The long-term cost of treating veterans who seek treatment for war-related afflictions from amputations to post-traumatic stress disorders have not yet been adequately figured into the equation. Setting aside the enormous cost in anguish, pain and misery left to the families of those American military personnel who did not return alive.

"More than half of the 1.56 million troops who have been discharged to date have received medical treatment ... and been granted benefits for the rest of their lives"... pointed out the report. The full costs will not be known for decades into the future. $2-trillion was added to the U.S. national debt representing 20% of total debt, through borrowing for that war effort.

Former President George W. Bush's chief economic adviser in 2002, Lawrence Lindsey, had estimated that the "upperbound" costs of war in Iraq would come out to around $200-billion. Like all seemingly casual estimates of sacrifice, treasury, timelines, endurance and casualties relating to the Iraq war, let alone the ongoing cooperation in funding Afghan infrastructure and training its troops beyond 2014, the numbers were vastly understated.

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Gatestone Institute

Jihadis' Exploitation of Muslim Girls

What is disturbing is that many Arab and Islamic human rights organizations have remained silent about the crimes committed against Muslim women throughout the Arab and Muslim world. By contrast, these organizations are often quick to denounce Westerners for "insulting" Islam by depicting the Prophet Mohammed. If anyone is really insulting Islam, it is the Muslim fundamentalists and jihadis who show no respect for Muslim girls and treat them as sex slaves.
What are the Muslim jihadis in Syria doing when they are not fighting against Bashar Assad's army?

According to reports in a number of Arab media outlets, the jihadis are importing Muslim girls to satisfy their sexual needs.

The sexual exploitation of girls was revealed after several Tunisian families reported that their teenage daughters had gone missing in recent months.

It later transpired that the girls had been dispatched to serve to Syria on "jihad marriages." In other words, the girls had been sent to Syria to satisfy the sexual needs of the anti-Assad jihadis.

The jihadis, some of whom are affiliated with Al-Qaeda, are probably not getting enough weapons from Arabs and Westerners to fight against Assad's forces. But what is evident is that they are in the meantime getting enough supplies of young girls to satisfy their sexual needs.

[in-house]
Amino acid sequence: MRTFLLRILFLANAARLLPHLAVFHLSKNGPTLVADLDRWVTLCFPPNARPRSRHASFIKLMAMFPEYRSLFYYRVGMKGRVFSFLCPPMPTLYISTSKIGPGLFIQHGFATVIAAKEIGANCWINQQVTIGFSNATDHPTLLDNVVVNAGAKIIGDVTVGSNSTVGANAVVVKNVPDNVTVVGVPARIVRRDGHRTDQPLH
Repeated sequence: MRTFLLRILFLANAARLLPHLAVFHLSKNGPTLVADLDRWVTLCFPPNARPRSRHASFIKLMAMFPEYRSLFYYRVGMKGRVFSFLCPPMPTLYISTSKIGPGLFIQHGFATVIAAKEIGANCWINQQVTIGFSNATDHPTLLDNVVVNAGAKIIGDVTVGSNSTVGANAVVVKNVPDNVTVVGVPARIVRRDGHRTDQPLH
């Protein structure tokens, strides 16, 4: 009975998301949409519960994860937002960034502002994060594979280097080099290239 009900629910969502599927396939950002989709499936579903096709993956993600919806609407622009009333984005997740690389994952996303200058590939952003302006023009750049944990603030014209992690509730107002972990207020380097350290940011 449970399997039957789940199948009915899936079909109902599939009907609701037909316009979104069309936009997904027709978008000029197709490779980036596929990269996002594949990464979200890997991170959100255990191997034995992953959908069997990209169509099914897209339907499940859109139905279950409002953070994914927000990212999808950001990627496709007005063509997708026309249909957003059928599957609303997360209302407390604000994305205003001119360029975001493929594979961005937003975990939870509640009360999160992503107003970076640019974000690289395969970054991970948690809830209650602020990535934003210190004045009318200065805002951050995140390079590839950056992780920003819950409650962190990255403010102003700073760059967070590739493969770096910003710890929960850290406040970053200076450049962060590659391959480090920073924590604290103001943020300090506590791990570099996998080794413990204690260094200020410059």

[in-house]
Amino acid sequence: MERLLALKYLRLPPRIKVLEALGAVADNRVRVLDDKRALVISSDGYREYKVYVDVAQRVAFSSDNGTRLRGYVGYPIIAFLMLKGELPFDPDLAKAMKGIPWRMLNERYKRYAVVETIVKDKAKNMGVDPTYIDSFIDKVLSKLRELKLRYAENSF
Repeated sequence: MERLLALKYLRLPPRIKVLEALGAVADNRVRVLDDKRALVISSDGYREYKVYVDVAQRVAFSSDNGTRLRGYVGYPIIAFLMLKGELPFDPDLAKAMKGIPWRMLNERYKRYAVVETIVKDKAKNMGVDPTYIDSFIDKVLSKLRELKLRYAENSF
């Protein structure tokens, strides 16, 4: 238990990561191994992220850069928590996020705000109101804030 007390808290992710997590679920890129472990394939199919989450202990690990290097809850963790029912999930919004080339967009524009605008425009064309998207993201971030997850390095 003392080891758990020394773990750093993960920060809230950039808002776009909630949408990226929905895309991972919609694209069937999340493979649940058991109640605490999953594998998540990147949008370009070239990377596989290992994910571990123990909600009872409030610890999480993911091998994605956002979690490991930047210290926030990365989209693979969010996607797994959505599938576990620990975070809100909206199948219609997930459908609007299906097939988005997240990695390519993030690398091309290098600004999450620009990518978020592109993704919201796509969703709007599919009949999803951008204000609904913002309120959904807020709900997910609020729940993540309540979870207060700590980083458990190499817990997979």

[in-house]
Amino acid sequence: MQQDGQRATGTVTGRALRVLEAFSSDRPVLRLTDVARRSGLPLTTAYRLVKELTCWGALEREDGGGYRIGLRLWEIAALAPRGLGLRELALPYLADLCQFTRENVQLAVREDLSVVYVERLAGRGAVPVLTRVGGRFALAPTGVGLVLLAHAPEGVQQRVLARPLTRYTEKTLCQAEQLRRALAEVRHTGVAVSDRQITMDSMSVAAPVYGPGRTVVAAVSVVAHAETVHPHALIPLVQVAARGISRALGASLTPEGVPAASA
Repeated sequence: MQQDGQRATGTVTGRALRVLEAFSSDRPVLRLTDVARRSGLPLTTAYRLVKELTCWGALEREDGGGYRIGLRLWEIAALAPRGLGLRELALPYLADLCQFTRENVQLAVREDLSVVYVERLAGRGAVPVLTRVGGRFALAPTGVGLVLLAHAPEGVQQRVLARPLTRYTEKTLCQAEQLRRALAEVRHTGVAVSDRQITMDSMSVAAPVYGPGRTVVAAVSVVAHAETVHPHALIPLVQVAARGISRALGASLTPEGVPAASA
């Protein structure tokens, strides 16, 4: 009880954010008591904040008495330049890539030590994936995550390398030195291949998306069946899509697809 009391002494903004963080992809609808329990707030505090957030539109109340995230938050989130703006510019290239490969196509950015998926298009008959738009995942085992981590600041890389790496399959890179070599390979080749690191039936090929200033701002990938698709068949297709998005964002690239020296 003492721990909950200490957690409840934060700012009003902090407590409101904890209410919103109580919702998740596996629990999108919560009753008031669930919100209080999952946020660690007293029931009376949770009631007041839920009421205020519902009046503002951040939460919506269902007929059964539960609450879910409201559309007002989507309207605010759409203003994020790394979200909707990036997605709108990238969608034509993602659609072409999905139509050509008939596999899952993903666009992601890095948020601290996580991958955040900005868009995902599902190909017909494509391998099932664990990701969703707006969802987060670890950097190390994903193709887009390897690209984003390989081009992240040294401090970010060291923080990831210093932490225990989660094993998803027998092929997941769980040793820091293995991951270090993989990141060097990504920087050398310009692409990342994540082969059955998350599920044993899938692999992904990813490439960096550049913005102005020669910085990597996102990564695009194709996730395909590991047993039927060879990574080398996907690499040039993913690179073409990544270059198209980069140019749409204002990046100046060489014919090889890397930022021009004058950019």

The phenomenon apparently began after a Saudi religious scholar, Mohamed al-Arifi, reportedly issued a fatwa [religious decree] allowing Muslim girls to go on "jihad marriages" in Syria. Al-Arifi has since denied issuing the fatwa.

The fatwa purportedly allows the jihadis, who abandoned their wives to fight against Assad's regime, to marry girls for a few hours to satisfy their sexual needs.

But even if there never were such a fatwa, as the Saudi scholar says, what is evident is that Tunisian girls are being sexually exploited by the jihadis in Syria.

Tunisian Minister for Religious Affairs, Noor Eddin al-Khadimi, said that Tunisians should not abide by the fatwa.

Salma al-Raqiq, a Tunisian opposition figure, said that the "jihad marriages" were a disgrace for the Tunisians.

She also called on the authorities to start dealing with the increasing phenomenon of Tunisian jihadis heading to Syria to join radical Islamist groups.

Al-Raqiq told United Press International that the phenomenon was a dangerous one. She said that young girls, including minors, have been sent to Syria to "marry" jihadis for a few hours.
The reports about "jihad marriages" follow charges that Muslim men have been exploiting the plight of Syrian refugees by "marrying" their young daughters.

Reports in the Jordanian media revealed that Muslim men from various countries have been converging on Jordan to pick young Syrian girls residing in a temporary refugee camp near the border with Syria. Nearly one million Syrians have fled to Jordan since the beginning of the crisis in their country two years ago.

A report on Channel 4 revealed this week that Syrian girls in Jordan were being kidnapped, sexually harassed and raped.

What is disturbing is that many Arab and Islamic human rights organizations have remained silent about the crimes committed against Muslim women throughout the Arab and Muslim world. By contrast, these organizations are often quick to denounce Westerners for "insulting" Islam by publishing photos depicting the Prophet Mohamed.

If anyone is really insulting Islam, it those the Muslim fundamentalists and jihadis who show no respect for Muslim girls and treat them as sex slaves.
Related Topics: Syria | Khaled Abu Toameh

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Short of Money, Egypt Sees Crisis on Fuel and Food

The New York Times - 31 March 2013
Tara Todras-Whitehill for The New York Times
Egyptians in a gas line on Saturday in the city of Luxor. Fuel shortages are plaguing the nation.
    QALYUBEYA, Egypt — A fuel shortage has helped send food prices soaring. Electricity is blacking out even before the summer. And gas-line gunfights have killed at least five people and wounded dozens over the past two weeks.
    Tara Todras-Whitehill for The New York Times      A farmer in his field outside Cairo. Farmers already lack fuel for the pumps that irrigate their fields, and they say they fear they will not have enough for the tractors.